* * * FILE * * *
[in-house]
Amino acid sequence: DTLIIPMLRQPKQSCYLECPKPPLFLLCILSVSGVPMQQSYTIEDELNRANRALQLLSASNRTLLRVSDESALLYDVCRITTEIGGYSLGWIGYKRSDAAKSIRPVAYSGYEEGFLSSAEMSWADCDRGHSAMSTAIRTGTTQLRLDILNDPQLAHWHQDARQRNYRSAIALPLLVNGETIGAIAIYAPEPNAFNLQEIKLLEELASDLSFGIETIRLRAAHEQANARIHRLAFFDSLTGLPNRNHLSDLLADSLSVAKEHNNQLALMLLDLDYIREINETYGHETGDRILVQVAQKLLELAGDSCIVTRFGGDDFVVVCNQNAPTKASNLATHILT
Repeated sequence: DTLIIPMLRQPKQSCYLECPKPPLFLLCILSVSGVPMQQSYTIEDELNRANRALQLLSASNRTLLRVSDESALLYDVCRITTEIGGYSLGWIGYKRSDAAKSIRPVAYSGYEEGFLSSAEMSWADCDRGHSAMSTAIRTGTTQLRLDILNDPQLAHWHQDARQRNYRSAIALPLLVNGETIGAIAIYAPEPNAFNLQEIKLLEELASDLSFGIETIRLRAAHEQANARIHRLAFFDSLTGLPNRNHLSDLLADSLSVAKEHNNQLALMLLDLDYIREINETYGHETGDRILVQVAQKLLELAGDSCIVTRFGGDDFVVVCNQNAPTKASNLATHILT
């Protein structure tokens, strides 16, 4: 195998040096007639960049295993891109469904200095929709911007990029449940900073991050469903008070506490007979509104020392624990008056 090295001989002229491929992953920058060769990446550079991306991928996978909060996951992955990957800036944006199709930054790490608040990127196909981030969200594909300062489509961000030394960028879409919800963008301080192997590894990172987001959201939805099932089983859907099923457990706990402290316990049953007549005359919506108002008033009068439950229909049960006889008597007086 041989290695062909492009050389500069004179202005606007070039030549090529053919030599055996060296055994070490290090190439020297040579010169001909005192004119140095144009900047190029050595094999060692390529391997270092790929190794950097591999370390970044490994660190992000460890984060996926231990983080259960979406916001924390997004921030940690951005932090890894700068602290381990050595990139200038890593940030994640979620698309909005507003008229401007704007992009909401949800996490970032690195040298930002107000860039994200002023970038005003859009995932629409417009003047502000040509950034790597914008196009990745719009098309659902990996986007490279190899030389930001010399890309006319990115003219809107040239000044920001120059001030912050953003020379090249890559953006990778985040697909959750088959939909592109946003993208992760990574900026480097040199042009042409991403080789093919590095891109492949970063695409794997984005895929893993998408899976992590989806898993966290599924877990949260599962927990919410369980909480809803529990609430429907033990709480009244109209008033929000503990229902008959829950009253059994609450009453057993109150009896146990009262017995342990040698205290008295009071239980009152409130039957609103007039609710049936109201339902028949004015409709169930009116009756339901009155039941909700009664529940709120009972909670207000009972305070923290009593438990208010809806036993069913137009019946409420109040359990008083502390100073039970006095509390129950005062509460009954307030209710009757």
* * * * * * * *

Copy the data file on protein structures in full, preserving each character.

[in-house]
Amino acid sequence: DTLIIPMLRQPKQSCYLECPKPPLFLLCILSVSGVPMQQSYTIEDELNRANRALQLLSASNRTLLRVSDESALLYDVCRITTEIGGYSLGWIGYKRSDAAKSIRPVAYSGYEEGFLSSAEMSWADCDRGHSAMSTAIRTGTTQLRLDILNDPQLAHWHQDARQRNYRSAIALPLLVNGETIGAIAIYAPEPNAFNLQEIKLLEELASDLSFGIETIRLRAAHEQANARIHRLAFFDSLTGLPNRNHLSDLLADSLSVAKEHNNQLALMLLDLDYIREINETYGHETGDRILVQVAQKLLELAGDSCIVTRFGGDDFVVVCNQNAPTKASNLATHILT
Repeated sequence: DTLIIPMLRQPKQSCYLECPKPPLFLLCILSVSGVPMQQSYTIEDELNRANRALQLLSASNRTLLRVSDESALLYDVCRITTEIGGYSLGWIGYKRSDAAKSIRPVAYSGYEEGFLSSAEMSWADCDRGHSAMSTAIRTGTTQLRLDILNDPQLAHWHQDARQRNYRSAIALPLLVNGETIGAIAIYAPEPNAFNLQEIKLLEELASDLSFGIETIRLRAAHEQANARIHRLAFFDSLTGLPNRNHLSDLLADSLSVAKEHNNQLALMLLDLDYIREINETYGHETGDRILVQVAQKLLELAGDSCIVTRFGGDDFVVVCNQNAPTKASNLATHILT
């Protein structure tokens, strides 16, 4: 195998040096007639960049295993891109469904200095929709911007990029449940900073991050469903008070506490007979509104020392624990008056 090295001989002229491929992953920058060769990446550079991306991928996978909060996951992955990957800036944006199709930054790490608040990127196909981030969200594909300062489509961000030394960028879409919800963008301080192997590894990172987001959201939805099932089983859907099923457990706990402290316990049953007549005359919506108002008033009068439950229909049960006889008597007086 041989290695062909492009050389500069004179202005606007070039030549090529053919030599055996060296055994070490290090190439020297040579010169001909005192004119140095144009900047190029050595094999060692390529391997270092790929190794950097591999370390970044490994660190992000460890984060996926231990983080259960979406916001924390997004921030940690951005932090890894700068602290381990050595990139200038890593940030994640979620698309909005507003008229401007704007992009909401949800996490970032690195040298930002107000860039994200002023970038005003859009995932629409417009003047502000040509950034790597914008196009990745719009098309659902990996986007490279190899030389930001010399890309006319990115003219809107040239000044920001120059001030912050953003020379090249890559953006990778985040697909959750088959939909592109946003993208992760990574900026480097040199042009042409991403080789093919590095891109492949970063695409794997984005895929893993998408899976992590989806898993966290599924877990949260599962927990919410369980909480809803529990609430429907033990709480009244109209008033929000503990229902008959829950009253059994609450009453057993109150009896146990009262017995342990040698205290008295009071239980009152409130039957609103007039609710049936109201339902028949004015409709169930009116009756339901009155039941909700009664529940709120009972909670207000009972305070923290009593438990208010809806036993069913137009019946409420109040359990008083502390100073039970006095509390129950005062509460009954307030209710009757």